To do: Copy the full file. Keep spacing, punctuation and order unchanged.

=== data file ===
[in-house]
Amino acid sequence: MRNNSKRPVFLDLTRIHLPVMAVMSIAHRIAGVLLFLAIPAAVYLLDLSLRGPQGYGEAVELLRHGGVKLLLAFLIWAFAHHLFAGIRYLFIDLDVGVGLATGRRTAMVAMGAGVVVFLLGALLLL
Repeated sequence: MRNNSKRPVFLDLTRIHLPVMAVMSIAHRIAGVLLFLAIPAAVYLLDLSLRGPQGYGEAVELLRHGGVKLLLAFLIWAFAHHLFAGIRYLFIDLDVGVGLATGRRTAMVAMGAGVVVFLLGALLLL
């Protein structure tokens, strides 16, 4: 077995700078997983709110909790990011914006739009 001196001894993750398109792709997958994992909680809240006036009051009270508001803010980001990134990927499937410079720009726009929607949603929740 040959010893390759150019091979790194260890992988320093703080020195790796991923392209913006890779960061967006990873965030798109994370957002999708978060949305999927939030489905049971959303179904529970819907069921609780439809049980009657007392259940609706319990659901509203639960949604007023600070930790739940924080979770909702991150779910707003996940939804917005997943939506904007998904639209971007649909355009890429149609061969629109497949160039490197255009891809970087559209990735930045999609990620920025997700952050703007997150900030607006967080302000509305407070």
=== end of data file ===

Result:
[in-house]
Amino acid sequence: MRNNSKRPVFLDLTRIHLPVMAVMSIAHRIAGVLLFLAIPAAVYLLDLSLRGPQGYGEAVELLRHGGVKLLLAFLIWAFAHHLFAGIRYLFIDLDVGVGLATGRRTAMVAMGAGVVVFLLGALLLL
Repeated sequence: MRNNSKRPVFLDLTRIHLPVMAVMSIAHRIAGVLLFLAIPAAVYLLDLSLRGPQGYGEAVELLRHGGVKLLLAFLIWAFAHHLFAGIRYLFIDLDVGVGLATGRRTAMVAMGAGVVVFLLGALLLL
């Protein structure tokens, strides 16, 4: 077995700078997983709110909790990011914006739009 001196001894993750398109792709997958994992909680809240006036009051009270508001803010980001990134990927499937410079720009726009929607949603929740 040959010893390759150019091979790194260890992988320093703080020195790796991923392209913006890779960061967006990873965030798109994370957002999708978060949305999927939030489905049971959303179904529970819907069921609780439809049980009657007392259940609706319990659901509203639960949604007023600070930790739940924080979770909702991150779910707003996940939804917005997943939506904007998904639209971007649909355009890429149609061969629109497949160039490197255009891809970087559209990735930045999609990620920025997700952050703007997150900030607006967080302000509305407070």